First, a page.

Treasury yields showed little reaction last week even as two major Wall Street credit-rating firms, Moody’s Investors Service and Standard & Poor’s, warned that they might lower America’s debt rating from the current top grade of AAA if the debt ceiling isn’t raised.


Europe’s situation is so serious it’s making U.S. Treasury bonds look like a haven despite the debt-ceiling risks, analysts said.

“We represent stability in a world that is getting shakier,” said Michael Farr, head of money management firm Farr Miller & Washington in Washington, D.C.

European leaders have agreed to bail out Greece for the second time in 14 months, but they’re battling over whether to force private Greek bondholders to share in the pain by restructuring their debt. A restructuring, such as a permanent cut in interest payments, could wreak havoc with European banks, which own large chunks of government debt across Europe.

And as investors continue to demand ever-higher interest rates on Portuguese and Irish bonds, second bailouts of those countries seem inevitable as well — as does the risk of forced debt restructurings.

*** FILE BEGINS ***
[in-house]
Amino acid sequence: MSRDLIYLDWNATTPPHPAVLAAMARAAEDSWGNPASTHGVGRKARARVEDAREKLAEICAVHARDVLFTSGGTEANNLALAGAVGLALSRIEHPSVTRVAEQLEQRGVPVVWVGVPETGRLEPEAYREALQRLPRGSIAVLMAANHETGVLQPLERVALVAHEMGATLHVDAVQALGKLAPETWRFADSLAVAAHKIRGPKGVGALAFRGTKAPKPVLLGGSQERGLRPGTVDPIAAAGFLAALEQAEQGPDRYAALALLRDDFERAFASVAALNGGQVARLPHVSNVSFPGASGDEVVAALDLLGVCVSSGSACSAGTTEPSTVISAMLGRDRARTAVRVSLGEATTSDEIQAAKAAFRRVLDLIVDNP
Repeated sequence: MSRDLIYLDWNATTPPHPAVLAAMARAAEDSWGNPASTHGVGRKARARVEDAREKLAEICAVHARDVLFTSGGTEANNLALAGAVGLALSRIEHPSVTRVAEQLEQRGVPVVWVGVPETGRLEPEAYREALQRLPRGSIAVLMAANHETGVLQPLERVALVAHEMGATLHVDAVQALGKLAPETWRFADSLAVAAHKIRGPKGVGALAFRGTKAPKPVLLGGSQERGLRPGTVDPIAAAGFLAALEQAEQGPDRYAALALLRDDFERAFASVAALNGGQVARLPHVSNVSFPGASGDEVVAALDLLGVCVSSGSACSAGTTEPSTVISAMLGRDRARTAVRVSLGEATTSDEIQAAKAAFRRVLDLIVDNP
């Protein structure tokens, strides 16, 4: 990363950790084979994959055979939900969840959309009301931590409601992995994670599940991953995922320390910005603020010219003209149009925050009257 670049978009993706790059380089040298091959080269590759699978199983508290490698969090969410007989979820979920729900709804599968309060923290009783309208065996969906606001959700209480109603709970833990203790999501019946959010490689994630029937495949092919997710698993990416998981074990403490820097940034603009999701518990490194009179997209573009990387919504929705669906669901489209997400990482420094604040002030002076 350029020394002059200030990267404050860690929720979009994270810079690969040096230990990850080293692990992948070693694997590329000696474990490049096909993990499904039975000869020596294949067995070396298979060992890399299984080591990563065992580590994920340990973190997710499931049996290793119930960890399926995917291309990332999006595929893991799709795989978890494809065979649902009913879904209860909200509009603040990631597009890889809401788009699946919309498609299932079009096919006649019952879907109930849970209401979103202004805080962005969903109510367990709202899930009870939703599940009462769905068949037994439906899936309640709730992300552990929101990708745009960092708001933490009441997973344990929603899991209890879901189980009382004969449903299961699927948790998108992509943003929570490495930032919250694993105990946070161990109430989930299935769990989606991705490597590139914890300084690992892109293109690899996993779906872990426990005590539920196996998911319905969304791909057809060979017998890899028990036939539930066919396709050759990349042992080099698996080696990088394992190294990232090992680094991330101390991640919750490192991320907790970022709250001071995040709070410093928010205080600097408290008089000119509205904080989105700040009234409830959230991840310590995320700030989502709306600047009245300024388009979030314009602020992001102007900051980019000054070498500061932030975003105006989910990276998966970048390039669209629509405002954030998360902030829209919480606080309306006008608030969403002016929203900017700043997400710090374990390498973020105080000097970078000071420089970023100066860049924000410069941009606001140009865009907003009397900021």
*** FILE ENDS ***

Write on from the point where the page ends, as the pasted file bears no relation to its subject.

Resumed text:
“Bond yields are just blowing out in Europe,” Raich said.

The greatest fear centers on Italy, the world’s third-largest bond market after the U.S. and Japan. The yield on two-year Italian bonds jumped to 4.57% on Monday from 4.22% on Friday. The yield was just 3.04% two weeks ago. Rising market yields mean older bonds fall in value.

By contrast, the U.S. Treasury pays just 0.36% on two-year notes.

With so much uncertainty facing stock and bond markets, more investors are hiding in precious metals. Near-term gold futures in New York rose $12.30, or 0.8%, to $1,602.10 an ounce Monday, a record high unadjusted for inflation. Gold has rallied 12.7% this year, compared with the 7% price gain of the Dow Jones industrials.


Traders say gold buyers are attracted by the metal’s historical role as a shelter in times of market turmoil, and by concerns that governments might opt to print more money to dig themselves out of debt, devaluing paper currencies and driving inflation higher.

“There are just so many reasons why you can justify owning gold now,” said Frank Cholly Sr., a commodities analyst at trading firm Lind-Waldock & Co. in Chicago.

Silver also has resurged in recent weeks after crashing in May. Futures gained $1.27, or 3.3%, to $40.33 an ounce, the highest since May 3. The price hit a three-decade high of $48.58 on April 29.

On Wall Street, optimists continue to hang their hopes on second-quarter earnings reports that are beginning to pour out. Market bulls believe that, despite a softer economy, many companies will continue to post decent sales and earnings growth.

Farr said he was holding on to stocks such as Google Inc., which soared 12% last week after reporting quarterly results that far exceeded expectations.

Still, even he worries that investors will lose patience if there is no agreement on the U.S. debt ceiling.


“If there’s no deal by next weekend, Monday could be ugly” for markets, he said.